I was reading a chapter in LYAH which didn't really make sense to me. I understand that zippers can arbitrarily traverse a tree-like structure, but I need some clarification on it. Also, can zippers be generalized to any data structure?
A zipper, in general, is a data structure with a hole in it. Zippers are used for traversing/manipulating data structures, and the hole corresponds to the current focus of the traversal. Typically there is also an element of the data structure under consideration, so that one has a (list) zipper and a list or a (tree) zipper and a tree. The zipper allows the programmer to efficiently move around the data structure, even replacing the element at the focus. The pair of the zipper and the element in the focus satisfy the constraint that placing the element at the focus in the hole gives the original data structure.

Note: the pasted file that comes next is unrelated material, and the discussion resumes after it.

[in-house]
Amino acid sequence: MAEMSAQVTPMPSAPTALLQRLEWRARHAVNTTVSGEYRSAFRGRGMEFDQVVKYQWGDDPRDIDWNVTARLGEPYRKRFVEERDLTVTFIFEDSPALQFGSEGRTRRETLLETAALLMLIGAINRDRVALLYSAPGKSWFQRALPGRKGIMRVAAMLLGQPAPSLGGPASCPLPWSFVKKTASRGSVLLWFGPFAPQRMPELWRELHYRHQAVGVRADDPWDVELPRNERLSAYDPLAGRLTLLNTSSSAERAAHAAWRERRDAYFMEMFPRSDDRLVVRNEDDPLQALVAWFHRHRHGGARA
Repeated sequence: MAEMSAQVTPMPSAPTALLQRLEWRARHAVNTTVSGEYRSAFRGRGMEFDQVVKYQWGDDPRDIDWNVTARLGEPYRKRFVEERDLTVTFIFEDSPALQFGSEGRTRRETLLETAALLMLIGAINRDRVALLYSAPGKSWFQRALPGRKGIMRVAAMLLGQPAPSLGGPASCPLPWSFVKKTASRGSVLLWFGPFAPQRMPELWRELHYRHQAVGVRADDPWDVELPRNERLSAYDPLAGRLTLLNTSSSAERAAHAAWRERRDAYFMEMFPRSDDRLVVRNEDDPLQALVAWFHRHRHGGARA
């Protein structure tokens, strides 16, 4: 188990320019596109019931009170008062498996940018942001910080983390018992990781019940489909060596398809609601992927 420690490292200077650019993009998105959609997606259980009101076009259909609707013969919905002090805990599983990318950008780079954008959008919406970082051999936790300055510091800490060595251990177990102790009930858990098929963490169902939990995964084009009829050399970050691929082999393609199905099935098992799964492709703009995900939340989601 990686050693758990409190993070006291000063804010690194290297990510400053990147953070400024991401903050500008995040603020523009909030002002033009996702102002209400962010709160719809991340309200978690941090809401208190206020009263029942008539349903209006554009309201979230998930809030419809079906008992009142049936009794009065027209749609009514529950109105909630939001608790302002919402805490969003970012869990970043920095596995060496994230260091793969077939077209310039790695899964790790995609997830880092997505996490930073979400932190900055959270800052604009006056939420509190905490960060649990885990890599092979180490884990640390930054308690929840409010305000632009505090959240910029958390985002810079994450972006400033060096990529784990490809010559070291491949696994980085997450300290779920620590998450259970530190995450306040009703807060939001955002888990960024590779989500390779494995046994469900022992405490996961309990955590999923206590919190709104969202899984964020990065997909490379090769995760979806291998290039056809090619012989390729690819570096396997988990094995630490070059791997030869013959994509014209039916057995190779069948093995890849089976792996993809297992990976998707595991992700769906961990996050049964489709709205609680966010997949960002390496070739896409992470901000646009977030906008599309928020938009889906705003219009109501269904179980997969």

Zippers can be generalised to arbitrary inductive data types. The concept can be defined in type-indexed fashion (See type-indexed data types). They are also related to the idea of the derivative of a data structure, and has been studied from a Category Theoretic perspective.
A zipper is in general a pair of things: it's a structure-with-a-hole, a focus, representing where in the structure you are, together with a path, recording how you got to that focus. (This path is LYAH's trail of breadcrumbs.)
The path is how you actually apply changes to the structure: "go down, go left, increment the value". By repeatedly applying "go up" (
They can indeed be generalised to other structures: * Scrap Your Zippers uses generic programming in Haskell * Clojure's zipper gives you a "pluggable" zipper: when you create a zipper on a structure, you pass in functions specific to your structure